The Seven Stones


A few weeks ago, Jason Kelly explained in his post how Itaya and colleagues (2007) assembled the complete 135 kb rice chloroplast circular genome starting from a collection of 5-6 kb fragments and using sequential in vivo homologous recombination in Bacillus subtilis. Now, Hamilton Smith, Craig Venter and colleagues have achieved the assembly of a complete 583 kb Mycoplasma genitalium genome (“JCVI-1.0”, Gibson et al, 2008). The starting fragments were of similar length, 4-5 kb fragments with 80-360 kb overlaps, albeit synthesized chemically rather than by PCR. In contrast to Itaya et al, Ham Smith’s team used in vitro recombination (using T4 pol digestion/annealing/Taq pol repair and ligation) in a 3 step hierarchical assembly process and completed the fourth step, the assembly of 4 quarter genomes, using in vivo homologous recombination in yeast (TAR cloning, Larionov et al, 1996). The use of yeast for the last step might be a little worrying, given the high recombination activity in yeast and the propensity for large constructs to rearrange (I used to work with YACs to construct mouse transgenes and I can still feel the pain… but I don’t know about the stability of circular TAR clones). In any case, it worked! One final clone was sequenced (7X coverage) and, remarkably, was shown to match exactly the sequence designed!

This impressive technical feat may eventually have tremendous consequences when combined with the transformation procedure (“genome transplantation”, ) Venter and colleagues reported last year (Lartigue et al, 2007). As Dawkins noted at the Digital Life Design meeting in Munich a few days ago (see video below for some excerpts of his discussion with Craig Venter and the transcript in Edge), “genetics has become a branch of information technology”.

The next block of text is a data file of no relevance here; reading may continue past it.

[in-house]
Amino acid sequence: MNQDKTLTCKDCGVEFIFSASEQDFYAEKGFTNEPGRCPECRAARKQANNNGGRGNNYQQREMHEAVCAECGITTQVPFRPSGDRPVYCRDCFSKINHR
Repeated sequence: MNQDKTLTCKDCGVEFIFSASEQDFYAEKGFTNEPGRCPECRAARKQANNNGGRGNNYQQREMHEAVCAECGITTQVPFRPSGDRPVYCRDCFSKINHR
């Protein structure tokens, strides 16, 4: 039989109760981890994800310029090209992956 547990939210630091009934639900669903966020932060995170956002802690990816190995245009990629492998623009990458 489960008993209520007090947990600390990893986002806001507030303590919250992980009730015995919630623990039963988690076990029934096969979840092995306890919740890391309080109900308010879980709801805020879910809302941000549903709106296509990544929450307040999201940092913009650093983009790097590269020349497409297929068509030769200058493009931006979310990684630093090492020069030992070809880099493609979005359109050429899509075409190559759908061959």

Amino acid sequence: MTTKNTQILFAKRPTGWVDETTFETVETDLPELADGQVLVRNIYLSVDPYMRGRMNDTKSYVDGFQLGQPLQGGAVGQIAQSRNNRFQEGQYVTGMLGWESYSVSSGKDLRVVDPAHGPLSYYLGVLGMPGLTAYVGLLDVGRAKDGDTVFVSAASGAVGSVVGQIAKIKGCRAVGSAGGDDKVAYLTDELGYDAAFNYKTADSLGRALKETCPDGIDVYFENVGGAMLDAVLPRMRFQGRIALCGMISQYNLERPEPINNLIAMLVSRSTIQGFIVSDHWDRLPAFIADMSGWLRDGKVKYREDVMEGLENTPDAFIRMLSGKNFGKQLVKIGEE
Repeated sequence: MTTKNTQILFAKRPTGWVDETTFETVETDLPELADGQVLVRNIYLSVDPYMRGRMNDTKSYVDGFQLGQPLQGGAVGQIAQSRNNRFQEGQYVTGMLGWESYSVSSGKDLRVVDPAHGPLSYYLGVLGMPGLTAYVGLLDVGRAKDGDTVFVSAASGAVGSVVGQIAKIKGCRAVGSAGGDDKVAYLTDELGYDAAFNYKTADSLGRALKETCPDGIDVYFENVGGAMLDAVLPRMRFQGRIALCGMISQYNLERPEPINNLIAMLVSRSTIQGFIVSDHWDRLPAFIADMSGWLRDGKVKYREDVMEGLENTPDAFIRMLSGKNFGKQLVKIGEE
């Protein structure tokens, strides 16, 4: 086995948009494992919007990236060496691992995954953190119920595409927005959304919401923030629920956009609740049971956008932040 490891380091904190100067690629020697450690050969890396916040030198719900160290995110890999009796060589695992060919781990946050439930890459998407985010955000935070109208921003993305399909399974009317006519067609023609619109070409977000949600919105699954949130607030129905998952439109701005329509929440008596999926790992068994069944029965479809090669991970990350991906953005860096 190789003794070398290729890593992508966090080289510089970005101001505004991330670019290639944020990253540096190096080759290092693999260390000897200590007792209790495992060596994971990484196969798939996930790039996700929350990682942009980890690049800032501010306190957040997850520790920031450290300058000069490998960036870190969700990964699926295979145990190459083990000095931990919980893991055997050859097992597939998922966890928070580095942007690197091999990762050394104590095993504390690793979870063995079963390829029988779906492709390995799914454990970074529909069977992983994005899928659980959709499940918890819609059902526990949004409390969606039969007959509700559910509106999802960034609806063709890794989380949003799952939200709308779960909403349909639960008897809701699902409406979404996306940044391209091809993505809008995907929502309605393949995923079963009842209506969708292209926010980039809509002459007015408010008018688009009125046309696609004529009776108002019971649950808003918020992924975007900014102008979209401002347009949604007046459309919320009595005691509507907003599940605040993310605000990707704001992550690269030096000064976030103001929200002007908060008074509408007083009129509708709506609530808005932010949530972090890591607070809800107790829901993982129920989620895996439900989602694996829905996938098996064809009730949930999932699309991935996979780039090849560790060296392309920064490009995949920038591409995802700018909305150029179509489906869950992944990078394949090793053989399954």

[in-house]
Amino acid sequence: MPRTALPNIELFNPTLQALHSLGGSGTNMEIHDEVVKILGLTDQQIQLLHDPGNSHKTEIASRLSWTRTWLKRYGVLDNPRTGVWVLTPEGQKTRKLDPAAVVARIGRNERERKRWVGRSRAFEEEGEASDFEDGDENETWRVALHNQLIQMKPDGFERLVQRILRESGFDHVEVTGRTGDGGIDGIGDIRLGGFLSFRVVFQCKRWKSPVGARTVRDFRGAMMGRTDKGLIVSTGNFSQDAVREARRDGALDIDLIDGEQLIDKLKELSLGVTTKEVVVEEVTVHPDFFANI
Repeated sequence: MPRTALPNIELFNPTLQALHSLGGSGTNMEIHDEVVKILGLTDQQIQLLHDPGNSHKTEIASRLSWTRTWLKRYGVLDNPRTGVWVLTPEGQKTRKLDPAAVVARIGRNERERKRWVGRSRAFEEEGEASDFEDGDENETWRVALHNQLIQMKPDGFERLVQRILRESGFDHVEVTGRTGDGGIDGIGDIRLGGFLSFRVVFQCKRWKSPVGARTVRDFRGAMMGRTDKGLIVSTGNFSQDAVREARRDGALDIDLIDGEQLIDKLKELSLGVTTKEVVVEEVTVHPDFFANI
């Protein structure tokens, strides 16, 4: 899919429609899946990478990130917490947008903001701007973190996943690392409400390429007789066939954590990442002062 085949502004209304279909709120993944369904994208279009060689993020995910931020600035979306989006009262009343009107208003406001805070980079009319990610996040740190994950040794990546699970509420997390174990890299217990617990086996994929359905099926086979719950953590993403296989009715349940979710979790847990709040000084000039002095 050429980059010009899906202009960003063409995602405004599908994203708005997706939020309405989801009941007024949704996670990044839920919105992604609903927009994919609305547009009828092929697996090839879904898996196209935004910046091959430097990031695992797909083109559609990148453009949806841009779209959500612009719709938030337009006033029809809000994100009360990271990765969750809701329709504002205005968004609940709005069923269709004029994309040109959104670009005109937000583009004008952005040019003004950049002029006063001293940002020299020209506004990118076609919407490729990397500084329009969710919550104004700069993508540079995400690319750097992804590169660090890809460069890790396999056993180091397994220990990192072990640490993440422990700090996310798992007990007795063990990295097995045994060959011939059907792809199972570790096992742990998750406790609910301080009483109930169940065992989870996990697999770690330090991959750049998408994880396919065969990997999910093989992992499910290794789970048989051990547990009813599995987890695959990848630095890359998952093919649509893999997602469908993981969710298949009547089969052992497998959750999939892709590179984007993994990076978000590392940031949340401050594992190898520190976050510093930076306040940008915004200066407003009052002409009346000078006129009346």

JCVI-1.0 has obviously not been assembled “from scratch”. In fact, beside some “watermark” sequences inserted to distinguish the synthetic genome from the native one, the fact that its sequence is a remarkably accurate copy of M. genitalium genome is probably one of the major achievements of the study. The technology for the synthesis of very long DNA of arbitrary sequence (in principle…) is thus progressing at an impressive pace. But writing a genome is not (yet) equivalent to designing it. Exciting (and hard) work remains to be done to bridge this gap and to improve our understanding of how biological functions can be created by assembling genes into a synthetic genome and developing the tools that will make this process rational and efficient, a challenge the synthetic biology community is eager to tackle (see The BioBricks Foundation)…



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    Pedro Beltrao said:

    Step by step the programmable cell is becoming possible. Still, as you say, to be able to program it we have to understand it to a large degree and we are still not there yet. What they can do with the technology is to simplify the cell as drastically as possible to speed up the creation of the complete model of this cell.

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